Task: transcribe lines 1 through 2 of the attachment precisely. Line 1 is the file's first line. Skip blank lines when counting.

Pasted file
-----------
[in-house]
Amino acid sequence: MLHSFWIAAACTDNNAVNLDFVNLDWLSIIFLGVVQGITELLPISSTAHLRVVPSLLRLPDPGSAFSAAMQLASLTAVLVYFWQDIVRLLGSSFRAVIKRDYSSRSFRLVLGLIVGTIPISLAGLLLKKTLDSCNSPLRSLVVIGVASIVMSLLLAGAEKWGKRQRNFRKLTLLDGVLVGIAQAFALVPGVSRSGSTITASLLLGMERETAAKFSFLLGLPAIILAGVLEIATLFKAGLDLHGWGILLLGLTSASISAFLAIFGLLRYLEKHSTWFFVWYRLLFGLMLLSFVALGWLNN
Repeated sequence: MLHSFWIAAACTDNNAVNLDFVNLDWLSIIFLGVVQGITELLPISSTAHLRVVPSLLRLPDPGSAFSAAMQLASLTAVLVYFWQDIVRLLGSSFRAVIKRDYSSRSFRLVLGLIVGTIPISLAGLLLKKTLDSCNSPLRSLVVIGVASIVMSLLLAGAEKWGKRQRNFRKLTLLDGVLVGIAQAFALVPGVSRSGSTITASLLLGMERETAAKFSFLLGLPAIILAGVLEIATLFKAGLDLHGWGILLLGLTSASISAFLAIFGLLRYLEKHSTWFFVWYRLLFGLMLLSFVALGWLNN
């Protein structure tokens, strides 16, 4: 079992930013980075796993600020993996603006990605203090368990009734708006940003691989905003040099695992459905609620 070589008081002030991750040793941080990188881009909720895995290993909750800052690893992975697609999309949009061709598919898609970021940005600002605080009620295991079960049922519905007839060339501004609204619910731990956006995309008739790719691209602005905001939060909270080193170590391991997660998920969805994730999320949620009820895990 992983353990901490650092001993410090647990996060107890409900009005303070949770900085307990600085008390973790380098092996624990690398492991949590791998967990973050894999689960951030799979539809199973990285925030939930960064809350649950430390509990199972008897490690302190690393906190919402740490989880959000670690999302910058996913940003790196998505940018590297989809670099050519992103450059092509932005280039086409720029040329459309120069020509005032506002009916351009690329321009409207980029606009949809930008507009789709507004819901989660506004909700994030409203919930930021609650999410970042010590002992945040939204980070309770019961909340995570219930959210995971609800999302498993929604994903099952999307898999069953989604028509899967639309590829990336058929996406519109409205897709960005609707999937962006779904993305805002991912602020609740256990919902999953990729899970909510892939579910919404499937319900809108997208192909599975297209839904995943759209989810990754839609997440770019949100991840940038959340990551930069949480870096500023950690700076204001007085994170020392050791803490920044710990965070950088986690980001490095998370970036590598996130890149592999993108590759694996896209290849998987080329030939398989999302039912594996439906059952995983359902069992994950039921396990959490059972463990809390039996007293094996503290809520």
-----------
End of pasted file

[in-house]
Amino acid sequence: MLHSFWIAAACTDNNAVNLDFVNLDWLSIIFLGVVQGITELLPISSTAHLRVVPSLLRLPDPGSAFSAAMQLASLTAVLVYFWQDIVRLLGSSFRAVIKRDYSSRSFRLVLGLIVGTIPISLAGLLLKKTLDSCNSPLRSLVVIGVASIVMSLLLAGAEKWGKRQRNFRKLTLLDGVLVGIAQAFALVPGVSRSGSTITASLLLGMERETAAKFSFLLGLPAIILAGVLEIATLFKAGLDLHGWGILLLGLTSASISAFLAIFGLLRYLEKHSTWFFVWYRLLFGLMLLSFVALGWLNN